MILITARY RELATIONS BETWEEN THE UNITED STATES AND CANADA: 1939-1945. By Stanley W. Dziuban. (1959, 1974, 1990; 432 pages, 7 tables, 1 chart, 1 map, 14 illustrations, 5 appendixes, bibliographical note, glossary, index, CMH Pub 11-5.)

This volume records the military cooperation between the United States and Canada during World War II. Diplomatic discussions and negotiations figure prominently in this record, not only as the prelude and basis for joint military plans and efforts, but also in resolving a wide variety of problems incident to those joint efforts that had a political impact.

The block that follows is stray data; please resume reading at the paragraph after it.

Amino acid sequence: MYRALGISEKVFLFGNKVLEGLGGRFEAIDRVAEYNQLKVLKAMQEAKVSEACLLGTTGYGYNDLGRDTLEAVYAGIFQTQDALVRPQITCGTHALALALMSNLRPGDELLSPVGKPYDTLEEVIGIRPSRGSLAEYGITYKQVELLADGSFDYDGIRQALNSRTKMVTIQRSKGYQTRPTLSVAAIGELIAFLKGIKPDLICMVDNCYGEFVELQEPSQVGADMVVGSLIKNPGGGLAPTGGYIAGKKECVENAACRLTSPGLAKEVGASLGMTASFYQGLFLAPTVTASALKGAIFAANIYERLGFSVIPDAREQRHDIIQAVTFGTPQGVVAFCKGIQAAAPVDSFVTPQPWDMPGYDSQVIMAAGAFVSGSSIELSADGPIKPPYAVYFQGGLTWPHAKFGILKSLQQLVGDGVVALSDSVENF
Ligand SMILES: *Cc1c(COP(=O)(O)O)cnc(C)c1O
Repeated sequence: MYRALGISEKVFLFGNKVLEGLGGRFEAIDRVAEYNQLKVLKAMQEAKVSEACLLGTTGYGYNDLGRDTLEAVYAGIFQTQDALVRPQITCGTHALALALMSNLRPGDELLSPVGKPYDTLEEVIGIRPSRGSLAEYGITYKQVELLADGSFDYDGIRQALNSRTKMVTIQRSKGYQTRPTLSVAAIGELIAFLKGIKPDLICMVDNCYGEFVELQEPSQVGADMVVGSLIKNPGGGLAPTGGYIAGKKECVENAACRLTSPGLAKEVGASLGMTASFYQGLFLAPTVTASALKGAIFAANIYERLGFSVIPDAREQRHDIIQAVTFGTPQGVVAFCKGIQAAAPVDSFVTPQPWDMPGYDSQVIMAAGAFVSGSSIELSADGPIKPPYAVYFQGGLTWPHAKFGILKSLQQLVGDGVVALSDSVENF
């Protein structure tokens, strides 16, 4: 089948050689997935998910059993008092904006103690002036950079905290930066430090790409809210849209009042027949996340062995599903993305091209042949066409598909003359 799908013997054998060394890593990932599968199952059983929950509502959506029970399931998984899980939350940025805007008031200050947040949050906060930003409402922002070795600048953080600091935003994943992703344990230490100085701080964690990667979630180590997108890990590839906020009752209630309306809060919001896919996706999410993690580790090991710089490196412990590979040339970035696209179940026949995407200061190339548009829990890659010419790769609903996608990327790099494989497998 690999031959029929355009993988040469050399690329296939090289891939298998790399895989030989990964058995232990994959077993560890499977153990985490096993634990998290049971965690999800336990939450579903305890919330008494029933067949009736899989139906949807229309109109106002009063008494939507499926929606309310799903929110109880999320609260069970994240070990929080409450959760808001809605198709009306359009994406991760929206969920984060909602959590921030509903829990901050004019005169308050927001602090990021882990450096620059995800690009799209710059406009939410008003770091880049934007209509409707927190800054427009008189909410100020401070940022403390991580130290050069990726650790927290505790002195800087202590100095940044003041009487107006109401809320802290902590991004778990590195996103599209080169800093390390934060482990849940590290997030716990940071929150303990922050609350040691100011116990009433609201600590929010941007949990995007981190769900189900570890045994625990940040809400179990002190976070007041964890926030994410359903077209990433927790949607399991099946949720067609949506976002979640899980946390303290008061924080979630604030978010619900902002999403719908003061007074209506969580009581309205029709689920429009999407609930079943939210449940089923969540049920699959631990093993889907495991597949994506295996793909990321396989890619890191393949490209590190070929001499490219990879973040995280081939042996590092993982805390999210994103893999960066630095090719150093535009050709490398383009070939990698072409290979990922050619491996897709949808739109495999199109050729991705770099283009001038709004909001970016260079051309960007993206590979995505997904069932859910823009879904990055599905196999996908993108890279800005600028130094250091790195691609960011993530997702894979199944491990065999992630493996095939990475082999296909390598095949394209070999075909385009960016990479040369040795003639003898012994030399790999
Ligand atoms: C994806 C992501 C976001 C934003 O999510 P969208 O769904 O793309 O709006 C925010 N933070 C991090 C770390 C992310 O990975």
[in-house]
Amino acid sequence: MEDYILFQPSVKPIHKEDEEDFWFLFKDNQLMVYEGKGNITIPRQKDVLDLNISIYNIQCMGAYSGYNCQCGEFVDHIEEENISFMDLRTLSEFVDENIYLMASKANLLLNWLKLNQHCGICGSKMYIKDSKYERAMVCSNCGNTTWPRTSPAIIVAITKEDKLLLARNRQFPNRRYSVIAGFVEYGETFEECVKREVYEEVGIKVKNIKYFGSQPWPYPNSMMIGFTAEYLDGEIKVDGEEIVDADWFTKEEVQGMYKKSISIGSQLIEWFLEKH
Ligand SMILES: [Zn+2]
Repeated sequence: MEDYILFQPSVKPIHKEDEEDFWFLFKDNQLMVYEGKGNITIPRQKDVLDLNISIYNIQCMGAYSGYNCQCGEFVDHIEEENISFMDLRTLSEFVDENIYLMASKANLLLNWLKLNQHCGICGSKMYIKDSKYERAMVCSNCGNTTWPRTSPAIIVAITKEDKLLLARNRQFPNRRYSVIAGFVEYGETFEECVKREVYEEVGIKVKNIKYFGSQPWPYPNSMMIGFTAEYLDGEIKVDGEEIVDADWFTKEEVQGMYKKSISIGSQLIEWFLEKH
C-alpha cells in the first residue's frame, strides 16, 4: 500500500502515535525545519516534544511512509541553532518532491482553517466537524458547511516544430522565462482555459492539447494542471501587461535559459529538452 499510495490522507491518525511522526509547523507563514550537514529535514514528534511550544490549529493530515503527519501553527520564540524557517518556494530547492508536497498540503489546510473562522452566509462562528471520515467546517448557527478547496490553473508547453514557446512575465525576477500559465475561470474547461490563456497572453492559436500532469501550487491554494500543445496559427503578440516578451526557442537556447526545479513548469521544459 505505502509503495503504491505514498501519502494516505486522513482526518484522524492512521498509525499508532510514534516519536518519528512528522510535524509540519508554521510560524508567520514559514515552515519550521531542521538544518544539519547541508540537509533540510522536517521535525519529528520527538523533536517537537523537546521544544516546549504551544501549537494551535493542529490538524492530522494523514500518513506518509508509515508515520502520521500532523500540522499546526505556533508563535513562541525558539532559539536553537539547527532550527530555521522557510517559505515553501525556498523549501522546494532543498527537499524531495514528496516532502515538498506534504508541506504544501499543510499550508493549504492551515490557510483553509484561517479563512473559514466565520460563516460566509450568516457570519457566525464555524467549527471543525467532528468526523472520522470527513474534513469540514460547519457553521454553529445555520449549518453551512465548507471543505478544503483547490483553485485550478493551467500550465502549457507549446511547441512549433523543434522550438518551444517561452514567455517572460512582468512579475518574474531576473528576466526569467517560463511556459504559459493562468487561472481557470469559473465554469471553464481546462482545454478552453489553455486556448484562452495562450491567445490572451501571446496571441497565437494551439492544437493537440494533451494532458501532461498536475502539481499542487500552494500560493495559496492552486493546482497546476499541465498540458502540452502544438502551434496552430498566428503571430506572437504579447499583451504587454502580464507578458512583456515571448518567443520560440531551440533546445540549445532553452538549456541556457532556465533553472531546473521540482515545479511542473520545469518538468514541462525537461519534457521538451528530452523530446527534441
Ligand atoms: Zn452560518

Originating when the low ebb of British fortunes in the Battle of Britain confronted both the United States and Canada with what seemed an imminent threat to an unprepared continent, cooperation was at first directed to preparation for a coordinated defensive deployment of forces and materiel. Once the safety of the United Kingdom was assured, collaboration largely took the form of measures to facilitate the use by the United States of the geographical, industrial, and military potential of Canada as part of the North American base supporting Allied efforts on the battlefronts of Europe and the Pacific.

Pushing his study into the postwar period, the author also describes the "roll-up" of the extensive United States deployments, facilities, and supply stockades in Canada. He then describes the revitalization of the wartime military cooperation with the outbreaks of the Cold War by 1947.

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